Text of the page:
I worked with them for 5 years, and this is where I dug into the digital design world. Here I helped design Apps, digital competitions and websites for huge corporate brands with hundreds of thousands of visitors. I was learning to code (I'll admit, not my strong point). I was liaising with clients regularly and working amongst a team of designers and developers. The world had really changed by this point, and the design career I perhaps once thought I would have seemed entirely different due to technology rapidly developing. Whilst that was a little daunting, it was fantastic to learn new techniques and master new applications.

I then hopped to Pixelhop as their Senior Designer. I have continued to master my UI and UX skills and worked on some fantastic projects, taking on a project manager role alongside design and adapting to a fully remote work life.

So it starts by getting a toe in the door and growing and developing, learning from others and adapting to the changing landscape of the design world.

'H' - Whats the difference between 'in-house' and 'agency'?

'B' - 'In-house' is more likely that you will work with just one brand and regularly create materials using the same logo, colours and fonts. This is great if you like consistency, as you'll get to know a brand and how it should be used across many platforms. On the other hand, agency work is a lot more varied. You could be working on various projects simultaneously, with different brands and guidelines to follow, so you need to be more adaptable to these roles. In my experience, they're much faster-paced, but if you like variation, this is for you.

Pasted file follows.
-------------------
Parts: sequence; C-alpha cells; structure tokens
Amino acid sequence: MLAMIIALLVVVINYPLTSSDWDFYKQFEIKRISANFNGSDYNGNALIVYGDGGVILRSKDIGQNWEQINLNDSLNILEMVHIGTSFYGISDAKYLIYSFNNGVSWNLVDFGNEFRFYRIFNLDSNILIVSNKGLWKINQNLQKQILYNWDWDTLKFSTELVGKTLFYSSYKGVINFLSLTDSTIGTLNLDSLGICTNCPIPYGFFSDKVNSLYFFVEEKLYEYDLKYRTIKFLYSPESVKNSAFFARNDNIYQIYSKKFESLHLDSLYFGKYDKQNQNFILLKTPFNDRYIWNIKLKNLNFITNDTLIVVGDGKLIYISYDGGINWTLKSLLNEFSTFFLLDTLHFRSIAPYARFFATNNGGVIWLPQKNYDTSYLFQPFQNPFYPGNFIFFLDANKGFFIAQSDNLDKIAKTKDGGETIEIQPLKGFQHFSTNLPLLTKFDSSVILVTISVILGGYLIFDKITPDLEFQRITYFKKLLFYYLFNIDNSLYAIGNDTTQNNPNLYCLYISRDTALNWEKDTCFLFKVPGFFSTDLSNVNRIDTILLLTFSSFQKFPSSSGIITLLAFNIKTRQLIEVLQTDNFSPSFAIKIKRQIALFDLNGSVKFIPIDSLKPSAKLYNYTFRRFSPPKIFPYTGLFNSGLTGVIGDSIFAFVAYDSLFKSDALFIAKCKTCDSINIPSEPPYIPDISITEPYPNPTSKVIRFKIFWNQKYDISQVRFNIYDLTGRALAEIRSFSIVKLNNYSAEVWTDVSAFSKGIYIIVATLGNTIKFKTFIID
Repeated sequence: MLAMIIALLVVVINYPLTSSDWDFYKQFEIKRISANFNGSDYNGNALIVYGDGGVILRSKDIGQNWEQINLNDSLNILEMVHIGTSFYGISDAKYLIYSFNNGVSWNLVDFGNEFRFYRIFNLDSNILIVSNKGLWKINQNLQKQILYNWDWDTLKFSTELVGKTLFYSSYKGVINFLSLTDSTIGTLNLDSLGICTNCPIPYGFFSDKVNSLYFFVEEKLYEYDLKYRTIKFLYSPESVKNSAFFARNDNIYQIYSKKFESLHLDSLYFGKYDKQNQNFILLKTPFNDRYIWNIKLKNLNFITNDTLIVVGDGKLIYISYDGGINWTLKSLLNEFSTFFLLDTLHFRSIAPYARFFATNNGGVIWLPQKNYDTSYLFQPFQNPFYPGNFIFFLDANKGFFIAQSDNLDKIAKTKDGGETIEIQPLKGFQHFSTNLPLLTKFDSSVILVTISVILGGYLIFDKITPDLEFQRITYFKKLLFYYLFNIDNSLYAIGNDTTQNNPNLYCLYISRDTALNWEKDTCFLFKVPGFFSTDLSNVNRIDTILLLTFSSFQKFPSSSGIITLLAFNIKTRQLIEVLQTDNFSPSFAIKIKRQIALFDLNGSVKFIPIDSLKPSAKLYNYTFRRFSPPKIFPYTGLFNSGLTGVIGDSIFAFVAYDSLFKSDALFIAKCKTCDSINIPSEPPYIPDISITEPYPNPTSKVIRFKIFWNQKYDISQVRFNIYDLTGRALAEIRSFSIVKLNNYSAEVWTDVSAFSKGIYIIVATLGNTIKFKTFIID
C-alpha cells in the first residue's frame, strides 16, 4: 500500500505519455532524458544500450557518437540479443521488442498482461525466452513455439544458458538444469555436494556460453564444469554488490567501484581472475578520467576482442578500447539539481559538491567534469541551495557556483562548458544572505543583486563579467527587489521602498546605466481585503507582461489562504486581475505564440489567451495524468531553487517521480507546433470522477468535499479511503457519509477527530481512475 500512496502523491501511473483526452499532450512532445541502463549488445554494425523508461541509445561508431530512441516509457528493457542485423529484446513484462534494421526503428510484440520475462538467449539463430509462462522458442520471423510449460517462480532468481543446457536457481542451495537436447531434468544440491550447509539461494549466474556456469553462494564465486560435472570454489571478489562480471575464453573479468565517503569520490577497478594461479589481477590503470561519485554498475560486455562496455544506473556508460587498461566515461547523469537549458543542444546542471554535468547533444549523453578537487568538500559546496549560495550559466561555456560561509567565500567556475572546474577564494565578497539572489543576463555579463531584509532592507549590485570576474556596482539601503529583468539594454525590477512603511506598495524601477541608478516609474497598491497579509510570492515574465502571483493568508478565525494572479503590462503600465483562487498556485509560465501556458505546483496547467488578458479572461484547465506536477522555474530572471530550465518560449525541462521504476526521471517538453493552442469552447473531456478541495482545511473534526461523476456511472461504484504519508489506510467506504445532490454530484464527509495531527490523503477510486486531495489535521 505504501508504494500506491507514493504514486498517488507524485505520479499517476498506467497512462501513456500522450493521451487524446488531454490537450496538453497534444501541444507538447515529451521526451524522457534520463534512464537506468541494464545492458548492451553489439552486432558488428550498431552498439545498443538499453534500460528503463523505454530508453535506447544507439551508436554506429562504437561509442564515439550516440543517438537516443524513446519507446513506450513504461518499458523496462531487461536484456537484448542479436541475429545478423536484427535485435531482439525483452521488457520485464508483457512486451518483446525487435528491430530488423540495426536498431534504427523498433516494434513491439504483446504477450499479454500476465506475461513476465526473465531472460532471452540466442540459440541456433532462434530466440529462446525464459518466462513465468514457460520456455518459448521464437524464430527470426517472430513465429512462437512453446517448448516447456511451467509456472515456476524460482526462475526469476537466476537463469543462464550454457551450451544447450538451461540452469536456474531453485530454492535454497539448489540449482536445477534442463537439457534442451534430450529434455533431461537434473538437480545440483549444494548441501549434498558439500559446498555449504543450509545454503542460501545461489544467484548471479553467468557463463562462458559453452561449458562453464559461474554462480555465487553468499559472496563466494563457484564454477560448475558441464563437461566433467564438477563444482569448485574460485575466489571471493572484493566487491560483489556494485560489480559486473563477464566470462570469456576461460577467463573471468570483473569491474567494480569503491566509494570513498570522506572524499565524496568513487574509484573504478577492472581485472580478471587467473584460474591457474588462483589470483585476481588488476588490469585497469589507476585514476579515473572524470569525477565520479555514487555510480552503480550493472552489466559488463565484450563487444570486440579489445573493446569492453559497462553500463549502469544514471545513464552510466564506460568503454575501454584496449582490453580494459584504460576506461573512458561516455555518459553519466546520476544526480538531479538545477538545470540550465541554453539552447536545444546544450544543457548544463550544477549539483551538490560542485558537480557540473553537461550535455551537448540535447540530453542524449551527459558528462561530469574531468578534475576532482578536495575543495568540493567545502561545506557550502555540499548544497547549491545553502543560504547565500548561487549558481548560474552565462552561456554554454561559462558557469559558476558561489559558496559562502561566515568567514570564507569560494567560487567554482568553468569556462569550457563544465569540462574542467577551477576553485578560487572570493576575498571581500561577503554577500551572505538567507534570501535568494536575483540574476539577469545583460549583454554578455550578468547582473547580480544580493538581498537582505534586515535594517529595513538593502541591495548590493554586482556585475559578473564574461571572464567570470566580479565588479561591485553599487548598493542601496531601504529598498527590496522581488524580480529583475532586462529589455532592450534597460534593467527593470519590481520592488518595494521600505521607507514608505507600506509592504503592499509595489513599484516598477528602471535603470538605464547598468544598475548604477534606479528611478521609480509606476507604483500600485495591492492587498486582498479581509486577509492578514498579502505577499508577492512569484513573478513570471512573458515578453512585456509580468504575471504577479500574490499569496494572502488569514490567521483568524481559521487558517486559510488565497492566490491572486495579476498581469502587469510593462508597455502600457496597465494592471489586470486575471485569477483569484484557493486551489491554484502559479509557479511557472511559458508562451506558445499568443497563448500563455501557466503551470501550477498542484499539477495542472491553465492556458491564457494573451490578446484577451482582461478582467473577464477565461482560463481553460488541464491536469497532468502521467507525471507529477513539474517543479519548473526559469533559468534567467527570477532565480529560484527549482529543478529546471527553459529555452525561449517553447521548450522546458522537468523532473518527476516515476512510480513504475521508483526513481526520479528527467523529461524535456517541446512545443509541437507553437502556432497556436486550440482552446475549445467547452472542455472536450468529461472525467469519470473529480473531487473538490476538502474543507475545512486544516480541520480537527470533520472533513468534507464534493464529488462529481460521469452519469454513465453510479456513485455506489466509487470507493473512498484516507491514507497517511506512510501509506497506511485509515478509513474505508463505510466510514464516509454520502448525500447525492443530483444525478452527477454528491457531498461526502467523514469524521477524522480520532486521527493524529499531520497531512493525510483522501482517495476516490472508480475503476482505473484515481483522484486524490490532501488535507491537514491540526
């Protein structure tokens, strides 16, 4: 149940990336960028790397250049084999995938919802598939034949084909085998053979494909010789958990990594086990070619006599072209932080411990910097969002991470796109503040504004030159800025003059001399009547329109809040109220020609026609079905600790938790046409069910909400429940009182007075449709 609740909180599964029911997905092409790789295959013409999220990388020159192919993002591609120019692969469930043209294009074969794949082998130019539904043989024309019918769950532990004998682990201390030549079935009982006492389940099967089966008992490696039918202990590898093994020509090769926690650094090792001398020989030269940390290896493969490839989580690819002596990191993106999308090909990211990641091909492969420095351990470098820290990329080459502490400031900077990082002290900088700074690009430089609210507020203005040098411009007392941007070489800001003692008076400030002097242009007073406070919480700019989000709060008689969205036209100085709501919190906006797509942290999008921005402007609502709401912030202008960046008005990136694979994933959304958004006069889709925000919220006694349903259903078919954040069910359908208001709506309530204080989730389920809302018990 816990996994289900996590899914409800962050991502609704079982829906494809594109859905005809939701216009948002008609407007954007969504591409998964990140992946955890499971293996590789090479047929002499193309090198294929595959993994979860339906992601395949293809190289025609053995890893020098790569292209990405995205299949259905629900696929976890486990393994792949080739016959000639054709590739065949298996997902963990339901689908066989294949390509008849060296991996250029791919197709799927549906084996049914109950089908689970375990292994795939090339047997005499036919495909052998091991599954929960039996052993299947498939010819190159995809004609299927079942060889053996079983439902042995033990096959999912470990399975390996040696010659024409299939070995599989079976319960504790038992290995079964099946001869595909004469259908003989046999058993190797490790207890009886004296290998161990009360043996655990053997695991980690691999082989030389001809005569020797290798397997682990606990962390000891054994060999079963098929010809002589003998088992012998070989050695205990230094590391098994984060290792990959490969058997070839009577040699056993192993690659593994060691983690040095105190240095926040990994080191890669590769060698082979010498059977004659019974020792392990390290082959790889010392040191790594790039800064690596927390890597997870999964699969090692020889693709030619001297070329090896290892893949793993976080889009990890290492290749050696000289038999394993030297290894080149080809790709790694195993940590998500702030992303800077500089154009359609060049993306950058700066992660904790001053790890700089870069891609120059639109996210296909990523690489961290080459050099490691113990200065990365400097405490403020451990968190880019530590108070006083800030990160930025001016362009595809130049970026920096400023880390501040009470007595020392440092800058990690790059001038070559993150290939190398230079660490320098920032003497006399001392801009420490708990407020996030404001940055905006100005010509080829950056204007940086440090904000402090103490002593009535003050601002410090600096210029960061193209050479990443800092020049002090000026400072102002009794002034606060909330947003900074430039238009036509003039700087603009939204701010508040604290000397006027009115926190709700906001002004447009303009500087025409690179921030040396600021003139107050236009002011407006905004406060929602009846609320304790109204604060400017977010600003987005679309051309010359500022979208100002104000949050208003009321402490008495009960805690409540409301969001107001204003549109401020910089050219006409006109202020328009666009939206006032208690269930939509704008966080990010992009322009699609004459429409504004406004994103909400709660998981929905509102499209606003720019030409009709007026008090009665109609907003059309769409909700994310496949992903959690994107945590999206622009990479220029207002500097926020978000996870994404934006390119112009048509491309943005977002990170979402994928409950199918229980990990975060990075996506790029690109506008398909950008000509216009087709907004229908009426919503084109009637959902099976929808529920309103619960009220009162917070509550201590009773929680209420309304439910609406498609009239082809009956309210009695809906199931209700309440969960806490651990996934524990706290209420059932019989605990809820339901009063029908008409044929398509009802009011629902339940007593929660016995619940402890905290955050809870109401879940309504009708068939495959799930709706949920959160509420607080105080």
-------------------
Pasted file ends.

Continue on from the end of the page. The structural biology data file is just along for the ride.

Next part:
'H' - what do you think are the biggest trends in design right now?

'B' - I am glad you asked. I will be releasing a series of blog posts focussing in this years trends, so keep an eye out! In short - right now, we are seeing a lot of kitsch designs and repeating movements from the 90s, making me feel old 😞 3D design is also big right now, as well as animation. These would be excellent areas to look into.

‘H’ - what do you think are the most important skills for a designer to have?

'B' - Patience, a good eye for the latest trends but not be dictated by them and thought behind the finished product - what do I want this design to do?

‘H’ - what advice would you give to someone just starting out in design?